Why a community-college student is concerned about the U's transfer decision


In light of the post I wrote about U’s decision to scale back a little on the number of transfers it’s accepting, I called up Geoff Dittberner, president of the Minnesota State College Student Association, the organization that represents students at Minnesota’s two-year colleges.

Like a lot of his constituents, Dittberner is a student who is considering transferring to the U when he’s done with his two-year degree.

The transfer news is still pretty fresh, so Dittberner said he’s not sure how many students have heard it. But he said he’s sure he’ll start getting comments over winter break or when students start applying to the U and hear that their chances have decreased.

Some snippets from his reaction:

“I don’t see how this can be seen as collaboration (between the U and MnSCU). They are doing things to work together, but this certainly is a step away from that. …

It’s unfortunate that these opportunities (to transfer) are being narrowed for our students. I know the (MnSCU) chancellor has talked recently about the lack of baccalaureate degrees in the Twin Cities, so this (decision) could also pose a challenge for that. …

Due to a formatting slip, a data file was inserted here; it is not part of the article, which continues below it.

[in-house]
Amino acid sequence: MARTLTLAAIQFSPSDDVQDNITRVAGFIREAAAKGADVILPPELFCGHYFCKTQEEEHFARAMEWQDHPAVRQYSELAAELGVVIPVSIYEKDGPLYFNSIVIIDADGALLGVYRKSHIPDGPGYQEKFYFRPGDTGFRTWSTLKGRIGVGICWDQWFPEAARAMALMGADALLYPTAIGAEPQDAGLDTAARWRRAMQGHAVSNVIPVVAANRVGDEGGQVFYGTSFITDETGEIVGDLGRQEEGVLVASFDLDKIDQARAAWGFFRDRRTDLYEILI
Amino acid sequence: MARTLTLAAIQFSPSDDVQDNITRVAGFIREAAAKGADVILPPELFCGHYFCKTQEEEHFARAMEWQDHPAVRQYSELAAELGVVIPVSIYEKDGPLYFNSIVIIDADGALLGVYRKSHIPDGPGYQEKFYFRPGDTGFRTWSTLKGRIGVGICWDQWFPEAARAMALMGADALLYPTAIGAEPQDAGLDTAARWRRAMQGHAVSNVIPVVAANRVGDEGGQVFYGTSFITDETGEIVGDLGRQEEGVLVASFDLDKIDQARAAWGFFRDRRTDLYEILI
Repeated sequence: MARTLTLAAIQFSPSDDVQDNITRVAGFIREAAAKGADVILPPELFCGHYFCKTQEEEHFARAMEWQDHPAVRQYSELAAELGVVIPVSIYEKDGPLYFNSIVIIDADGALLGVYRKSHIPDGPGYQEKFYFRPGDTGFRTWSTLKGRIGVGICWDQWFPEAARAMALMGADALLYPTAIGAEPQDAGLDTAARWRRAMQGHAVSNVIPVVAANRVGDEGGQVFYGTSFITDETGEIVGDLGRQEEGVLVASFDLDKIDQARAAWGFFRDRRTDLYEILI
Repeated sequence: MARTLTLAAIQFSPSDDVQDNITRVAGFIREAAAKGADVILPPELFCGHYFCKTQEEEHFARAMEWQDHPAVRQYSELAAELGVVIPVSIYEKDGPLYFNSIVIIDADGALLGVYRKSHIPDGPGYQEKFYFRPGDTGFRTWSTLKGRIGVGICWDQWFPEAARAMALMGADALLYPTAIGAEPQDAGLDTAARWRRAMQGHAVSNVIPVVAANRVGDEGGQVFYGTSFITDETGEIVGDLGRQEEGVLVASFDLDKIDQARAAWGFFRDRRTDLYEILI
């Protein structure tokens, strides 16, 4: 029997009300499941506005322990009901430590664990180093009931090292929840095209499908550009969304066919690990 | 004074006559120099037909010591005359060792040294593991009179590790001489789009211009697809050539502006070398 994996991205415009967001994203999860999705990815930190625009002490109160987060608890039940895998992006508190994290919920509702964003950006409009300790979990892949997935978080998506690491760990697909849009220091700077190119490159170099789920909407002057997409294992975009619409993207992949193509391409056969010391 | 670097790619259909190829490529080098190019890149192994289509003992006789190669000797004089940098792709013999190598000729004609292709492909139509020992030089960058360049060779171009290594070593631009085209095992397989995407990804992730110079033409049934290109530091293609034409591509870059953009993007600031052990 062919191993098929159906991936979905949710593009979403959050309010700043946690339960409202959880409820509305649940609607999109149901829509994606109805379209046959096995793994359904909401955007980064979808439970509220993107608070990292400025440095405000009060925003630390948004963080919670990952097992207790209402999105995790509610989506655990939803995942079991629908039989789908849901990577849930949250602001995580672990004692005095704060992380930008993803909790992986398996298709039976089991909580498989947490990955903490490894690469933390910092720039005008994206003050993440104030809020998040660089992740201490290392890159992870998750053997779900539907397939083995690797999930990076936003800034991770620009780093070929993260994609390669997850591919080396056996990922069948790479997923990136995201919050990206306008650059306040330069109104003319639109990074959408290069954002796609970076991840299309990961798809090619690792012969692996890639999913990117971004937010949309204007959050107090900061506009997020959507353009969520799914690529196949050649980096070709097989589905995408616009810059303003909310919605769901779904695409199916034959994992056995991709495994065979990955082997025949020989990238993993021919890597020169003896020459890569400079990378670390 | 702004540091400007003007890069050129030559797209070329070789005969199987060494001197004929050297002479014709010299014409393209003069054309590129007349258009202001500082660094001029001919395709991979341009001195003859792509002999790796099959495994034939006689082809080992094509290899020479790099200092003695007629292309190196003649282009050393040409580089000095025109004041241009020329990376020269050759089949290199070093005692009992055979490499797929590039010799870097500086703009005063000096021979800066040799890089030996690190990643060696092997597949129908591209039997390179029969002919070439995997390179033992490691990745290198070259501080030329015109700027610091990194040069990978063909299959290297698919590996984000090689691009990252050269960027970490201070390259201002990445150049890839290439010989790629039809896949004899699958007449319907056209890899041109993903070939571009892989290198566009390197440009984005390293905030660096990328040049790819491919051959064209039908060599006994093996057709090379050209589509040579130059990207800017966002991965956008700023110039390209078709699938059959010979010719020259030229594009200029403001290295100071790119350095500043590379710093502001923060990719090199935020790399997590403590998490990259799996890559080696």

This is a time when we need to produce students with degrees, and it almost seems counterproductive. …  Students in the MnSCU stystem’s two-year colleges should be able to pursue the education of their choice. There’s a lot of people that use our two-year colleges as a stepping stone to the U. …

(Although the percentage decrease is only a few percent,) what we’re talking about is a trend in how we view transfer students. The percentage might be small, but if this is something that’s going to continue to decrease … that’s a problem for transfer students.”

When I asked him whether the scaleback might prompt students to shoot for the U straight out of high school instead of taking the less-expensive community college route, he said:

“I think that’s a legitimate concern. Students who are aware that the U of M is moving away from transfer students might not take a more affordable option to finish their transfer credits before attending the U. Students may may take on that additional debt because they want to attend the U, but might not necessarily be able to afford it.”